Other Medications

Leukotriene antagonists are oral medications developed for the treatment of asthma. There are anecdotal reports that they may be useful in COPD, and further evaluation is necessary.

Many physicians use expectorants to help their patients who complain of having difficulty bringing up sputum. Unfortunately, most expectorants have not been carefully studied in rigorous scientific clinical studies, and there is no real solid evidence that they provide any useful benefit to patients with COPD.

Many herbal and alternative therapies are advertised as useful treatments for the symptoms of COPD. Some claim to cure COPD altogether. Unfortunately, COPD, like many chronic diseases, is not curable. None of the herbal remedies that are advertised have been shown to be successful in relieving the symptoms of COPD and, like all herbal remedies, are not carefully inspected and controlled by the Federal Drug Administration.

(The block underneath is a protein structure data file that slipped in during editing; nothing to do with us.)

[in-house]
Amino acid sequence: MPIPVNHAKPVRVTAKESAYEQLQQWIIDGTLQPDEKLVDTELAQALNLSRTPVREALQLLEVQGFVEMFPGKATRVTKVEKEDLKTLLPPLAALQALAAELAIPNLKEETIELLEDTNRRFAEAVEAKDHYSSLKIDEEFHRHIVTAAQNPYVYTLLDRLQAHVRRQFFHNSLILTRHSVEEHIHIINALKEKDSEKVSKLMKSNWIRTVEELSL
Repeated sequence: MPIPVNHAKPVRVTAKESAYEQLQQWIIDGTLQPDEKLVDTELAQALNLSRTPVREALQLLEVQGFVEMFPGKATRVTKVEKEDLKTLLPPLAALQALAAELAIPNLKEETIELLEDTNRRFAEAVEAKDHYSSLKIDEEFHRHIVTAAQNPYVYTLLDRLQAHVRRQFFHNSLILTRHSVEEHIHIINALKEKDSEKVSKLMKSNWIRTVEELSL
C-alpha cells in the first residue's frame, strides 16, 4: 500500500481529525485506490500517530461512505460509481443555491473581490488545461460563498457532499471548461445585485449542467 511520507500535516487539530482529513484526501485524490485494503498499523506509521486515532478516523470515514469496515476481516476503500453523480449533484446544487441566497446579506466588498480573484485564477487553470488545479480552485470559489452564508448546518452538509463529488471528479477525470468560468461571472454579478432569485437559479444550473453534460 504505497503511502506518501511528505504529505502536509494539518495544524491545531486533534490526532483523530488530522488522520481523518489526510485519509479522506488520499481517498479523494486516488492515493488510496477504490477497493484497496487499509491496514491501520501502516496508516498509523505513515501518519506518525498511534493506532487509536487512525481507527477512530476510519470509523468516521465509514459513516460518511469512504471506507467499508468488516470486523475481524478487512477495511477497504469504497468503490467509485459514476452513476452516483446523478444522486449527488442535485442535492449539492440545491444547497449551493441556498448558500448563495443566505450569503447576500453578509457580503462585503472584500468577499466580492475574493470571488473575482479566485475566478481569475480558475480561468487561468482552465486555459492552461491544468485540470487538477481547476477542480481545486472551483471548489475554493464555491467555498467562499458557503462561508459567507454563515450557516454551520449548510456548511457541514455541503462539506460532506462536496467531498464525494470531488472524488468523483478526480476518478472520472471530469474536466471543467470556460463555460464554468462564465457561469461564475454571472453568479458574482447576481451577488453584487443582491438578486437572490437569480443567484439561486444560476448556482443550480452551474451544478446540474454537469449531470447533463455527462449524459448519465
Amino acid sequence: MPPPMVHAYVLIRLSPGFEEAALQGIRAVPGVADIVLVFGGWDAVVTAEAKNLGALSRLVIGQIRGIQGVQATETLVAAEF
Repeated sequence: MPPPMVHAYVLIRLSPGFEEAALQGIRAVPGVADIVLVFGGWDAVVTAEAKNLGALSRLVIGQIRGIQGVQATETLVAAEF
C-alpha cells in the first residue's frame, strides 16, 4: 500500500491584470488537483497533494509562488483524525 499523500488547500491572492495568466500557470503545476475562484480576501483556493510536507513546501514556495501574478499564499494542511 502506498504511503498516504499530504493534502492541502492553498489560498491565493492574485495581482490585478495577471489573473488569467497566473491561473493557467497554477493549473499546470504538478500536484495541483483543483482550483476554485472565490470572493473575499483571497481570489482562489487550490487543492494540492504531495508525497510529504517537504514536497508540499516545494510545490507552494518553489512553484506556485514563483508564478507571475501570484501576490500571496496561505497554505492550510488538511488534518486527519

I have tried to describe the use and side effects of the common medications used to treat COPD. Only you and your physician can fully develop a treatment plan appropriate for your particular needs. Don’t forget about the other aspects of treatment, including smoking cessation, exercise, breathing and relaxation techniques, oxygen therapy, and other modes of therapy. Although COPD cannot be cured, you can live well with a comprehensive approach to its treatment.